Chris Cleave: The Other Hand
When the first edition of John Boyne’s The Boy In The Striped Pyjamas appeared, the blurb gave little away, noting, “Usually we give some clues about the book on the cover, but in this case we think that would spoil the reading of the book.” On Chris Cleave’s second novel, The Other Hand (2008), the blurb begins “We don’t want to tell you what happens in this book” and continues, cards close to its chest, to say “It is extremely funny, but the African beach scene is horrific.” As oblique blurbs go, it’s not a patch on Boyne’s which hinted at the book’s content, rather than second guess the reader.
The cover – available in two colours – continues the gimmickry, fetishising its collectability, noting that it’s a signed first edition. Most baffling is a page by Suzie Dooré (“I’m Chris Cleave’s editor, and I’m writing to tell you how extraordinary The Other Hand is…”). The intended effect is presumably drooling anticipation, but dislike seems more of a foregone conclusion.
Thankfully, the novel opens brightly, with Little Bee riffing on how she’d rather be a pound coin than an African girl:
How I would love to be a British pound. A pound is free to travel to safety, and we are free to watch it go. This is the human triumph. This is called, globalisation. A girl like me gets stopped at immigration, but a pound can leap the turnstiles, and dodge the tackles of those big men with their uniform caps, and jump straight into a waiting airport taxi. Where to, sir? Western civilisation, my good man, and make it snappy.
Rather than take that airport taxi, Little Bee has fled Nigeria for the United Kingdom by more illegal means and, having been stopped at immigration, has found herself detained for two years, an experience that has made her who she is today, a well-spoken young lady, in tune to the world around her:
I was born – no, I was reborn – in captivity. I learned my language from your newspapers, my clothes are your cast-offs, and it is your pound that makes my pocket ache with its absence. Imagine a young woman cut out from a smiling Save the Children magazine advertisement, who dresses herself in threadbare pink clothes from the recycling bin in your local supermarket car park and speaks English like the leader column of The Times, if you please. I would cross the street to avoid me.
As Little Bee tells her side of the story, the chapters alternate and intertwine with the story of Sarah O’Rourke, an editor for a women’s magazine that doesn’t quite know what it should be. At the outset Sarah tells us that her husband Andrew, himself a journalist, has taken his own life, for reasons unknown. Other than a young son – who dresses as Batman and quickly becomes tiresome – there doesn’t seem to be much understanding between the two, Andrew’s mind never being readable:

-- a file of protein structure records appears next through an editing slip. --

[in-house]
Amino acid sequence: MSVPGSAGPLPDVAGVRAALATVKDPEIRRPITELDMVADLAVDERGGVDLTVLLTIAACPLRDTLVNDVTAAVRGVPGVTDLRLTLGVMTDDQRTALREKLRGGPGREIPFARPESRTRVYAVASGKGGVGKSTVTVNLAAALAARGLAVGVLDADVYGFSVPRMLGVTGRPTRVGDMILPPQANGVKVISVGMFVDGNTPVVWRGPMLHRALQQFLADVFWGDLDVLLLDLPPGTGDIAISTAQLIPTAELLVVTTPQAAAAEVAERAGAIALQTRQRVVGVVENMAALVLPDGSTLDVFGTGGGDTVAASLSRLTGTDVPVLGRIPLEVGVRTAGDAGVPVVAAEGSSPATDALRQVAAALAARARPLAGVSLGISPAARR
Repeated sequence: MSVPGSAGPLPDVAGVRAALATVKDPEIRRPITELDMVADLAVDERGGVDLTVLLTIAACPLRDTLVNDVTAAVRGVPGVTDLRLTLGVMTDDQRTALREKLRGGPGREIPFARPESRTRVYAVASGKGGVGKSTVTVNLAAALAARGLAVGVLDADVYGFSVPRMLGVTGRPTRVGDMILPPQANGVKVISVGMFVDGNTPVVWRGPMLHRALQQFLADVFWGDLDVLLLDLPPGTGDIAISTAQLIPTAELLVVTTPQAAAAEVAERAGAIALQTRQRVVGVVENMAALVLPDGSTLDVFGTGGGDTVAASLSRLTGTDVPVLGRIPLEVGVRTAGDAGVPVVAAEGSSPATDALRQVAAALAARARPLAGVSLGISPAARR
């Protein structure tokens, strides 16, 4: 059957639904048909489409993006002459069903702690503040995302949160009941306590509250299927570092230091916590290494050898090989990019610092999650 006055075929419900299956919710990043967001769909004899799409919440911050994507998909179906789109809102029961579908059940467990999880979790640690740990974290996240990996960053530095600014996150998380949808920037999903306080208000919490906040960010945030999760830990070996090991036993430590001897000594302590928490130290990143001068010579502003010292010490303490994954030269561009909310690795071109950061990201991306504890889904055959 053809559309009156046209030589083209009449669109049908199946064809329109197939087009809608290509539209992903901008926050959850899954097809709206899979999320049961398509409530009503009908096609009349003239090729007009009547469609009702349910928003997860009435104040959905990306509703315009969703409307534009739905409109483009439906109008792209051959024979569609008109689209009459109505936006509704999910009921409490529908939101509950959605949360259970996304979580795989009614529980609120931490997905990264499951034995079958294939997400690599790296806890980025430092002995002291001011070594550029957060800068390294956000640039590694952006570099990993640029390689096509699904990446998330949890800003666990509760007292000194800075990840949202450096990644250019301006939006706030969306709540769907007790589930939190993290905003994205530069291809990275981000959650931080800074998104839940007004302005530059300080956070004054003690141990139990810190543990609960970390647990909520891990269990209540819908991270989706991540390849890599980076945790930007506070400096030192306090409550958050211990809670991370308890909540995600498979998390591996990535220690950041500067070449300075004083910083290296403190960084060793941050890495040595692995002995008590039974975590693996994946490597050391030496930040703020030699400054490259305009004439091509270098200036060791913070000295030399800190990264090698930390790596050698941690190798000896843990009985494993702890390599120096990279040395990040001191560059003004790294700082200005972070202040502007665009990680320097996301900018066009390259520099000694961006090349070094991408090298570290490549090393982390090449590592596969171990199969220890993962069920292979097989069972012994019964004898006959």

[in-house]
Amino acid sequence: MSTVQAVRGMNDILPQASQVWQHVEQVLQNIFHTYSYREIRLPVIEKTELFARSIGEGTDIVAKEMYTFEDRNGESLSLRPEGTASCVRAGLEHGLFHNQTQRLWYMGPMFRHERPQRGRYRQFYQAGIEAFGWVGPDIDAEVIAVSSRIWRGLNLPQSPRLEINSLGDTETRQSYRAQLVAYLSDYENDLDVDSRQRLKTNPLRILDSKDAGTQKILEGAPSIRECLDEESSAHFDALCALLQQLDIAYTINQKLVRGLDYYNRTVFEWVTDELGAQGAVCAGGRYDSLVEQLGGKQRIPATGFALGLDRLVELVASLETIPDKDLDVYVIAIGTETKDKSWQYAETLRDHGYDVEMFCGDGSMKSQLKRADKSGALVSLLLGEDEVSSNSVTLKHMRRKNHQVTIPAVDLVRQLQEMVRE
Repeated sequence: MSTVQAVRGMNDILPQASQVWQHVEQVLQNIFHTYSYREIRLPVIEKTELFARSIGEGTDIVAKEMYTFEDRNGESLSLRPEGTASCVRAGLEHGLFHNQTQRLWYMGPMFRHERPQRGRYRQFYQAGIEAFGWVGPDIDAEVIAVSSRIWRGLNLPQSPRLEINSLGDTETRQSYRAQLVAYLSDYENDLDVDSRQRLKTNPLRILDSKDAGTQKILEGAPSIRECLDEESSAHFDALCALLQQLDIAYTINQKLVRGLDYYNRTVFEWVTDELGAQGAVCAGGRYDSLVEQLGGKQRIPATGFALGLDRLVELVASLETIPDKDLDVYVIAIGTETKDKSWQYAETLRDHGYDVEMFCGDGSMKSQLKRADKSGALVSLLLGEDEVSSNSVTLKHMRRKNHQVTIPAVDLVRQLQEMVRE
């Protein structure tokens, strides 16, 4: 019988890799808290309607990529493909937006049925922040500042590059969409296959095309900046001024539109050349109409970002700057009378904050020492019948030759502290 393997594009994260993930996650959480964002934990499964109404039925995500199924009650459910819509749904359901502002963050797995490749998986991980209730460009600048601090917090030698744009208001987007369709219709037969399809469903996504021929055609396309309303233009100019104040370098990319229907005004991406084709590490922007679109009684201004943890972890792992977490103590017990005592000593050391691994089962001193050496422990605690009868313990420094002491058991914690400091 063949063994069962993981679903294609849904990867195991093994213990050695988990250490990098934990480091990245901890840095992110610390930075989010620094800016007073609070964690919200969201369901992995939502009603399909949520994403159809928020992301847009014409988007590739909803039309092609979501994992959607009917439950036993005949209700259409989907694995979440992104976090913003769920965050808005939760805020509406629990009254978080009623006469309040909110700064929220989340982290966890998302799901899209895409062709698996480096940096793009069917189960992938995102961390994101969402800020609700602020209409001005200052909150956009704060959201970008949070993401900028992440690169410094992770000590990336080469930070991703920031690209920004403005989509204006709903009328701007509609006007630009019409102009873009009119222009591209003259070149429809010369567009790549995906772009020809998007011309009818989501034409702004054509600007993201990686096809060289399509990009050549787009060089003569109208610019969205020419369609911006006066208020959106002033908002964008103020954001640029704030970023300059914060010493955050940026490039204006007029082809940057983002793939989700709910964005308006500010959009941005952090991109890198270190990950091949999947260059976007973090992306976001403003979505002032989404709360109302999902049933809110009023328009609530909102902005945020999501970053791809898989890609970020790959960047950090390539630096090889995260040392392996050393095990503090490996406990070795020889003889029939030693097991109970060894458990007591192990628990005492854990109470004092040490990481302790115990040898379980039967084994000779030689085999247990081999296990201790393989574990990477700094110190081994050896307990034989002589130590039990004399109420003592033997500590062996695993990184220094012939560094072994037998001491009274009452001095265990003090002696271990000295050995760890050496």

I had been standing on a bare concrete slab in our garden, asking Andrew exactly when the hell he planned to build his bloody glasshouse there. That was the biggest issue in my life – that glasshouse, or the lack of it. That absent glasshouse, and all other structures past and future that might hopefully be erected in the larger emotional absence between me and my husband.
Sarah regularly drops hints about her missing finger, never feeling the need to expand on them. It’s here that it becomes apparent that Cleave is telling the story rather than his characters – as the characters have little reason to hold back on expanding, the only reason can be that the author is deliberately withholding the information until he’s ready to share it. On page 132 we get the admission that “it was finally time to face up to what had happened on the beach”.
Similarly, Little Bee’s narrative, in constantly referring to how she learned the Queen’s English from newspapers, seems a cynical device to avoid the trouble of crafting a believable voice in a Nigerian dialect. Since usage of the Queen’s English only really features in two dealings with public servants, it can hardly be said that it’s crucial to the story, other than to raise her lingual skills above all around her. The question of what newspapers were read to get such a poetic flair to her voice lingers, too.
It’s clear to see that in writing The Other Hand Cleave wants to tackle hard hitting topics such as immigration and the effects of globalisation on the other cultures but he has a knack for unashamedly dropping his research into dialogue (“‘They gave you a pink form to write down what had happened to you. This was the grounds for your asylum application…'”) Not to say that he doesn’t get things across more subtly, such as this exchange between Sarah and Lawrence, her lover, discussing Little Bee and British attitudes to immigration:
‘A detention centre? Christ, what did she do?’
‘Nothing. Asylum seekers, apparently they just lock them up when they arrive here.’
‘For two years?’
‘You don’t believe me?’
‘I don’t believe her. Two years in detention? She must have done something.’
‘She was African and she didn’t have any money. I suppose they gave her a year for each.’
At the heart of The Other Hand is the notion of identity and all of the characters are, like Sarah’s magazine, trying to find who they are. After the hyped beach scene – yes, it is grisly – the book does become more interesting, but it can’t get away from a slim thread of grating humour – the O’Rourke’s son; Little Bee’s observations – and a glaze of sentimentality that ensure this little bee is more the bumbling sort whose buzz precedes it.
October 22, 2008